Hey, people of the world! 🙂 If you are a writer like me, this post might be helpful for you, but even if you are not, stick around and learn some!
Yeah… let’s face it. We’re not perfect. No one is. SO… Neither should most of our fictional characters.
As humans, we like to be immersed in the world of storytelling. One of the best ways to do that is through characters, characters we can identify with. What do we all identify with? Non-perfection. Flaws. Sure we do not (hopefully) root for the most terrible villain, but that doesn’t mean we want an absolutely perfect character as our hero.
How boring is that? Who would you want to read about: A guy who everybody loves, is not the least bit afraid of the dangers that lie ahead and always wins the day or a man who struggles to face his fears but conquers in the end?
Perfection is not only not relatable, but it can also be annoying. If a character always handles things well, always wins, and is always happy, there is not much of a story to tell.
Flaws don’t have to even be sin issues (though they can, Maxwell, the character I’m writing, has a temper, for instance) they can be mistakes, odd quirks, or even just struggles. In short, there has to be something they are not good at. I think some of the best characters are the ones you want to reach out and help.
If the flaw is a sin issue, I believe that is where good hero characters are differentiated from the villains: the heroes try to work past their flaws, or they see the error of their ways.
Take, Captain America.
Some who aren’t very good at analyzing might call him perfect, but if that’s the case, not many people seemed to be annoyed by his “perfection.”
He may be a pretty great guy, but if you look further, he is a broken and struggling man. Sometimes he doesn’t know what to think about his life anymore but is determined, none the less, to do the right thing.
That is what makes Captain America great for me. He is not a superhero who is always smiling, not taking the weight of loss, not confused, having all the answers, and just being awesome. That would not only just be boring, but also corny. He has struggles and he makes mistakes. No matter how tough his life gets though, Steve Rogers keeps on fighting, and that is what makes him a great hero character.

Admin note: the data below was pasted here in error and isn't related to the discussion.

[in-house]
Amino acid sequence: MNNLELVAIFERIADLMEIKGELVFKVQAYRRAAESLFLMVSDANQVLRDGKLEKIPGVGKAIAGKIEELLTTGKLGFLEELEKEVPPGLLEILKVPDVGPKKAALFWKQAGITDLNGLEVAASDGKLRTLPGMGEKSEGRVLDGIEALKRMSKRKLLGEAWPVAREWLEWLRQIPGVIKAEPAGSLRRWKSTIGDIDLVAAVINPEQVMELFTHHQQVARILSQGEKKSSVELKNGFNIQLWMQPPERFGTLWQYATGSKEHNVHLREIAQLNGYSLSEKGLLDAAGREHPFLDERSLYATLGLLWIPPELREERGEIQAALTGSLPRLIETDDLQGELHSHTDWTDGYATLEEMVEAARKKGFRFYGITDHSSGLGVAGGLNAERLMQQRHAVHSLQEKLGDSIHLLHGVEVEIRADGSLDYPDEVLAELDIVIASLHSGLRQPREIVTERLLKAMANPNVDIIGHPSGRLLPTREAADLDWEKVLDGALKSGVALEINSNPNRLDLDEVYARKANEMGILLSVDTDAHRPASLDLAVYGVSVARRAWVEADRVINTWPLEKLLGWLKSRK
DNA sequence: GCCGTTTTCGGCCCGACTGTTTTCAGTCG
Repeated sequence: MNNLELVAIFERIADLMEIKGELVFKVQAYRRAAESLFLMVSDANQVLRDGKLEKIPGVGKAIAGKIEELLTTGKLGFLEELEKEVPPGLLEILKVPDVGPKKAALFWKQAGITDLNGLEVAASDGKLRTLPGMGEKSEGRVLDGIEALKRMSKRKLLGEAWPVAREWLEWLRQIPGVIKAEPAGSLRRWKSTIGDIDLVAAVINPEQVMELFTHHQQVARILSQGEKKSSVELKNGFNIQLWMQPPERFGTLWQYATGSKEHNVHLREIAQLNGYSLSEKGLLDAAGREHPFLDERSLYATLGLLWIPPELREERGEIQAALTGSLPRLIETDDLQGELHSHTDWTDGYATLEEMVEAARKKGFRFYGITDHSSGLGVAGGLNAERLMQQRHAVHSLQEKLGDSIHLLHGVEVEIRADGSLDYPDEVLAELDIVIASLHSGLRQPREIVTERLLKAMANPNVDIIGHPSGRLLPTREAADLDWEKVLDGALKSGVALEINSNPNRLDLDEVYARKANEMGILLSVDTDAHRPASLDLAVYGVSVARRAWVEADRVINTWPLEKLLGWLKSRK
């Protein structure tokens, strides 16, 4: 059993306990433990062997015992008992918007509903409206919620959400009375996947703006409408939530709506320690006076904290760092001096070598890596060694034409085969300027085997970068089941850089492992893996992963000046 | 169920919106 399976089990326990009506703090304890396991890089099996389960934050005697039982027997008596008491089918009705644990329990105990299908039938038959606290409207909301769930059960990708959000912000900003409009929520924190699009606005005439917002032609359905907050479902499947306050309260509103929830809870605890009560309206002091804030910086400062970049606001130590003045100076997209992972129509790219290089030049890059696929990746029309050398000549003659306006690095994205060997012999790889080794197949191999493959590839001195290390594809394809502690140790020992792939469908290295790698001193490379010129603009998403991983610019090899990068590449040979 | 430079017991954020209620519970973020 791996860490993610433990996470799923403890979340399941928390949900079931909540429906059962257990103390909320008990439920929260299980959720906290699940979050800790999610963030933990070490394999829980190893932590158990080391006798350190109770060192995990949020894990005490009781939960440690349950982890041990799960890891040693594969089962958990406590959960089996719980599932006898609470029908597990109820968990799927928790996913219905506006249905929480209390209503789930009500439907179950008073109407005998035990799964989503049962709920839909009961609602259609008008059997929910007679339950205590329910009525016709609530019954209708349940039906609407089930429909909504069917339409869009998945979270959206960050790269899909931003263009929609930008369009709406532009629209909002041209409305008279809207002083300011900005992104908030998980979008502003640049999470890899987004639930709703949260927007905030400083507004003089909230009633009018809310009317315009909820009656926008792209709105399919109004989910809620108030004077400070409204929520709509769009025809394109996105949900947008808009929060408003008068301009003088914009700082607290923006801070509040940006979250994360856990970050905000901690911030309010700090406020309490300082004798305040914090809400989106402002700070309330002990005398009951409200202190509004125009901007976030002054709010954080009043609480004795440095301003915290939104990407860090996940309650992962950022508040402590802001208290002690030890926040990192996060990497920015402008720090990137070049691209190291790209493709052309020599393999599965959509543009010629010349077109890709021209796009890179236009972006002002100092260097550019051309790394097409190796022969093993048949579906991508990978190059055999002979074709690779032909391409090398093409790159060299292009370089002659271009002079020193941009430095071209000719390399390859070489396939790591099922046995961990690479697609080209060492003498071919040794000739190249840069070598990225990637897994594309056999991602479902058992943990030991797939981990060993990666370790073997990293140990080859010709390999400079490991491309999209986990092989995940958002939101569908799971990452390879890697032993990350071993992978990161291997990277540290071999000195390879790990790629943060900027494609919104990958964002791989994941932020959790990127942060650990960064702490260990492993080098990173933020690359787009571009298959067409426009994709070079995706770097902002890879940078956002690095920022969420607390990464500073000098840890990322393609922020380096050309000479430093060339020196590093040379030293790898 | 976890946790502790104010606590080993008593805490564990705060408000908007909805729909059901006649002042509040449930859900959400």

Now let’s move onto a character I’m a bit conflicted about.
A lot of haters of Star Wars: The Last Jedi say Rey is a “Mary Sue.”
If you didn’t know, the dictionary definition of a “Mary Sue” is: (originally in fan fiction) a type of female character who is depicted as unrealistically lacking in flaws or weaknesses.
Now, that is just a ridiculous internet term, but none the less some people think Rey is too perfect. I love Rey as a character, and I think, maybe to a degree she could possess more flaws, but that doesn’t mean she is without them.
One major imperfection of Rey’s is that she willingly went (as Luke said) “straight to the dark” side just to figure out who her parents were. She is not an evil character, but she didn’t possess enough self-control to stop herself. She was too desperate, to figure out who she was. I think that is a flaw. Plus, she is so broken inside after not feeling wanted or loved for all her life, the poor thing needs a break.
I don’t understand the people who say Rey going totally to the dark side would be cool. If she did she wouldn’t be the hero. Not just because it is the “bad side” but because that would completely crush the hero in her, succumbing to her flaw, not overcoming it.
Let me know your thoughts on Rey! 🙂
So, in the case of hero characters, perfection is NOT key. Let them be human. Let them have flaws. Let them fail. Let them get back up.